On Tuesday, January 19, a $3.7 million bill funding 10 new Maine Drug Enforcement Agents, drug recovery programs, and a detox facility in the Bangor area was signed by Governor LePage. This bill is a step in the right direction for Maine, and support from both sides of the aisle for funding treatment contributed to the quick passing of the bill - which was signed despite Gov. LePage’s initial threat to veto.
Despite differences and concerns about treatment approach, law enforcement funding, and where the funding is coming from, the legislature was able to make progress on solving heroin related problems in Maine. This is a positive step in a crisis that has mostly been talked about in Maine with little headway made on solutions.
Moving forward, we hope that politicians will continue to come together and listen to the experts when it comes to what is the most effective way to combat drug addiction in the state of Maine. There is still work to be done and there are decisions to be made about what course of action will be the most productive in reducing heroin addiction in our state. Health practitioners have expressed concern that this bill does not adequately address treatment of heroin addiction on fiscal and medical levels, and it is important that this funding is put to use with great prudence.
Another concern is that this drug bill too heavily emphasizes the drug crisis as a law enforcement issue - with half of the funding being used to supplement a swift hiring of 10 new drug enforcement agents. The decision to fund more law enforcement is concerning, as both health and law enforcement officials in Maine have spoken out about the need for more treatment - and as existing treatment centers are forced to turn away Mainers in need of help or close their doors.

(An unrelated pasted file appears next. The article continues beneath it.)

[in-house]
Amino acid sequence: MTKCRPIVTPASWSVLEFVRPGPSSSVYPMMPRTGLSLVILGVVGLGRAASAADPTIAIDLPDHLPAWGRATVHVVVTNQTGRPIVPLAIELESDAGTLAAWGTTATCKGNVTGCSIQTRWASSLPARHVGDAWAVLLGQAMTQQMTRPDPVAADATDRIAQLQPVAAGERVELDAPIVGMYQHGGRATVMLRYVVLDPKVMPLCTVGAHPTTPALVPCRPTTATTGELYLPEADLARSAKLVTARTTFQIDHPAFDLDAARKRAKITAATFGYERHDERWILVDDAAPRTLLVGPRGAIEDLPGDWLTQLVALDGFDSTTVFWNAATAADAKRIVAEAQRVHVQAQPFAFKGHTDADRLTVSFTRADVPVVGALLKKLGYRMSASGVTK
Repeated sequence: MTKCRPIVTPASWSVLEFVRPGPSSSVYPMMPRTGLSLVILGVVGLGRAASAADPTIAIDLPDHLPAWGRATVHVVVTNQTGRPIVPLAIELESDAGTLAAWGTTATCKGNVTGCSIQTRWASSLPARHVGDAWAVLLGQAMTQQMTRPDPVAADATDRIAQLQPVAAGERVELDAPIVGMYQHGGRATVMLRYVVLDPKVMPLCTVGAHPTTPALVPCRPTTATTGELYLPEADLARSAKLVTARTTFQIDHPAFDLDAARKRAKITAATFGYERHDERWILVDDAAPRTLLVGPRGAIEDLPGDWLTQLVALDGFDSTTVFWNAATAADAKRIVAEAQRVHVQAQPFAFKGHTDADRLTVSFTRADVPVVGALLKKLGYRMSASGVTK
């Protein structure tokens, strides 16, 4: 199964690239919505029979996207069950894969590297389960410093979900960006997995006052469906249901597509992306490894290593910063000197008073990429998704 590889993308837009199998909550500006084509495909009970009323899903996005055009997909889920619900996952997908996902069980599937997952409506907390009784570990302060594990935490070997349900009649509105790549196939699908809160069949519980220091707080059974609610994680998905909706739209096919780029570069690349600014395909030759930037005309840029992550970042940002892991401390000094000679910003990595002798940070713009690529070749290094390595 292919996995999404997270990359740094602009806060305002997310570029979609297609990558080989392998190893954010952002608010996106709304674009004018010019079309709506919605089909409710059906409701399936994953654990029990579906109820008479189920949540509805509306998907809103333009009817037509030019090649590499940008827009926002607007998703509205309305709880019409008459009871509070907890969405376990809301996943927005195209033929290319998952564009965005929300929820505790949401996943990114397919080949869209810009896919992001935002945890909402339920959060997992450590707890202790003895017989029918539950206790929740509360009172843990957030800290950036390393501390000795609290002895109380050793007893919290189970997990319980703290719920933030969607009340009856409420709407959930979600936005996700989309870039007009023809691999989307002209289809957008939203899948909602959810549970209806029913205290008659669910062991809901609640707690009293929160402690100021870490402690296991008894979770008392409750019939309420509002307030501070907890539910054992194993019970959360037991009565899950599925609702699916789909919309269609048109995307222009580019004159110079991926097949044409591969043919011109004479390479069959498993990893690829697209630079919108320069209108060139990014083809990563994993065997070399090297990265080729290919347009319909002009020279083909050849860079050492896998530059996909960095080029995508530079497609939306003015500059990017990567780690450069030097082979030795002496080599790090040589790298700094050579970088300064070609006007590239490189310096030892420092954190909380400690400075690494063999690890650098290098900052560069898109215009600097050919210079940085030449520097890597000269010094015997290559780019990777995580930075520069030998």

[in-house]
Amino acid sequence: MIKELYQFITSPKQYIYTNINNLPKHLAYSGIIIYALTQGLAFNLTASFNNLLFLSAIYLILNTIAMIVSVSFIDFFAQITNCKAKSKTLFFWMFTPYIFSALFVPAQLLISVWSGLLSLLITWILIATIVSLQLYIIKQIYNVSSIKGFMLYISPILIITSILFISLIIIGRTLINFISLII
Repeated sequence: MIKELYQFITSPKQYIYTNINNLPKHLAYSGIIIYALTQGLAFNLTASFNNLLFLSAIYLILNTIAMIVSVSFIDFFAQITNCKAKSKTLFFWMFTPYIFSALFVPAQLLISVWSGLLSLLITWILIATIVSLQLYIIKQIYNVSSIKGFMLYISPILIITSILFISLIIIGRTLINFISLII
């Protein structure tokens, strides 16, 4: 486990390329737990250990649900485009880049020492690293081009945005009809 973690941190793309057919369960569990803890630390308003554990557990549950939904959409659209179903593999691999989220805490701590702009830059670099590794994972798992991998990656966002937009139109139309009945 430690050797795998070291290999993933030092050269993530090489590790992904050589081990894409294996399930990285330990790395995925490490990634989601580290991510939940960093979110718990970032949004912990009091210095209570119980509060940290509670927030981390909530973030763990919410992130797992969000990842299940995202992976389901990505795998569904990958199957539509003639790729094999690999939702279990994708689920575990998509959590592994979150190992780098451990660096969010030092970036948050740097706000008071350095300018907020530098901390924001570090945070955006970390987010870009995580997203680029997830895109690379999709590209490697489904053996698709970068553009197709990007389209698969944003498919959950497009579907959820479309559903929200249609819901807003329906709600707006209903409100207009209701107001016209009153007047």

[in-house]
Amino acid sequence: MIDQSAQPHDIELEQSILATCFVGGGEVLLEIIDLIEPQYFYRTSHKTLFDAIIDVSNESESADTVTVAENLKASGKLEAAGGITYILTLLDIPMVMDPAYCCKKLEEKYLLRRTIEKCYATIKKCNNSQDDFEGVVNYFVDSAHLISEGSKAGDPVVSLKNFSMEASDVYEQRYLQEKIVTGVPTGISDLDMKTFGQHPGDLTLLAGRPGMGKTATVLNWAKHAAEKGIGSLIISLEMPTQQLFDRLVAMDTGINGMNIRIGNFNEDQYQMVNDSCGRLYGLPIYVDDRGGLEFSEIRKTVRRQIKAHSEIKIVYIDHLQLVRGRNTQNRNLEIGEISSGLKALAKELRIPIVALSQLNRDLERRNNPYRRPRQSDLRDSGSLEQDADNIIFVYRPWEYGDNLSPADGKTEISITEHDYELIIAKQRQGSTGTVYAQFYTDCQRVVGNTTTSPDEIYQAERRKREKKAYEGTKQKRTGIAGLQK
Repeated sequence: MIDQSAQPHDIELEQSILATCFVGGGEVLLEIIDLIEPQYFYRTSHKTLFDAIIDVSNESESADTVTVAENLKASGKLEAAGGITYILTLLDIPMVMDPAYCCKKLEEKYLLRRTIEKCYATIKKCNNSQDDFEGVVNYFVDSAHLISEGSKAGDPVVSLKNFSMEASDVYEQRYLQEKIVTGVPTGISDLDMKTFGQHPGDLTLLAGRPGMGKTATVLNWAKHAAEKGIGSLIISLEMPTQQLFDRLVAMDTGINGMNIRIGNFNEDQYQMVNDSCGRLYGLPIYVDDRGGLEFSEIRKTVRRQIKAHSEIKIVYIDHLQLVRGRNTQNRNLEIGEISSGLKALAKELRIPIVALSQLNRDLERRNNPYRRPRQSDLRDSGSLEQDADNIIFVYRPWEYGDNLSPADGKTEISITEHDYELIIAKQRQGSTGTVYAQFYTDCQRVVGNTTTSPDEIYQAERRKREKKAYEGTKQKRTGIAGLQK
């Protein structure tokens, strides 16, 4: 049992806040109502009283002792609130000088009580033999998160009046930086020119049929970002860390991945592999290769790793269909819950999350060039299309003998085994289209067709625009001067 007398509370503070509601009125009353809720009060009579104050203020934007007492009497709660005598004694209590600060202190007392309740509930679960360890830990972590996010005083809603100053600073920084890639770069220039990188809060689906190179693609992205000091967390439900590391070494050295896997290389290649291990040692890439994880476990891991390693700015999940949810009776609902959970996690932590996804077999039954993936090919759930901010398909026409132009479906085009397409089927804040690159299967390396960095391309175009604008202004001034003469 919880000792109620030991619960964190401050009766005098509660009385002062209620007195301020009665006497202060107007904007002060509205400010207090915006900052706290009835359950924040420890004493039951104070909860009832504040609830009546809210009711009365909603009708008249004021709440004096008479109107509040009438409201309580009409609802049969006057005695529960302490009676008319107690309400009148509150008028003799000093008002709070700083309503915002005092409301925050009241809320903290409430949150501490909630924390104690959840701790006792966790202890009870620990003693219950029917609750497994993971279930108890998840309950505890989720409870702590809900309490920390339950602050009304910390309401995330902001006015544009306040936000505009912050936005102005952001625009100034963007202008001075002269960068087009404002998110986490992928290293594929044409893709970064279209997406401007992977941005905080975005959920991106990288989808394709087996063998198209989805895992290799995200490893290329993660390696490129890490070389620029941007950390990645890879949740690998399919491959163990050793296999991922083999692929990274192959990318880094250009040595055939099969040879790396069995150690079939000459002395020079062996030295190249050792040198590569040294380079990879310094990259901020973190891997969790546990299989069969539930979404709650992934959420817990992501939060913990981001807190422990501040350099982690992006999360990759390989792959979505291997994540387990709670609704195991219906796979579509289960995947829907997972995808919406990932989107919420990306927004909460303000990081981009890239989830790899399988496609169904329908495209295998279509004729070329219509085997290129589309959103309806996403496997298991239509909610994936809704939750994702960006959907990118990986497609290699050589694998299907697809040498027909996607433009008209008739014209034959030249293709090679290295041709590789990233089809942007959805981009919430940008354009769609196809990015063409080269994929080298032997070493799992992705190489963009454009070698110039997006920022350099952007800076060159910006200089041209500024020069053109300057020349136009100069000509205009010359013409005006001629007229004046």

Among cautiously positive testimony at the public hearing on January 5 was the ACLU’s testimony in support of all parts of the bill related to treatment and prevention, and in opposition to funding further law enforcement. As the ACLU pointed out in its testimony, drug arrests are increasing in tandem with overdose deaths - not preventing them. Further, while the administration emphasizes that it wants to go after dealers and traffickers, the arrests that are being made are mostly for possession. The ACLU’s testimony also addresses the egregiously large amount of funding designated for hiring law enforcement agents, and asks for clarity and transparency on how and why this funding will be used moving forward.
Gov. LePage’s continued emphasis on law enforcement as a solution to the drug crisis in Maine becomes increasingly problematic when his racist comments are taken into consideration. These comments are indicative of a devastatingly misguided approach to solving the drug crisis that relies on racial profiling and stereotypes. It is essential that our approach to Maine’s drug problem be based on facts, and that bigotry and racism will not pollute the positive steps that have been taken.
Seeking out health officials who have experience addressing drug addiction in Maine, and actually listening to what they have to say, is the best way to address the drug crisis. This bill is a step forward and an opportunity to shape Maine’s drug crisis as a public health problem rather than a criminal justice problem.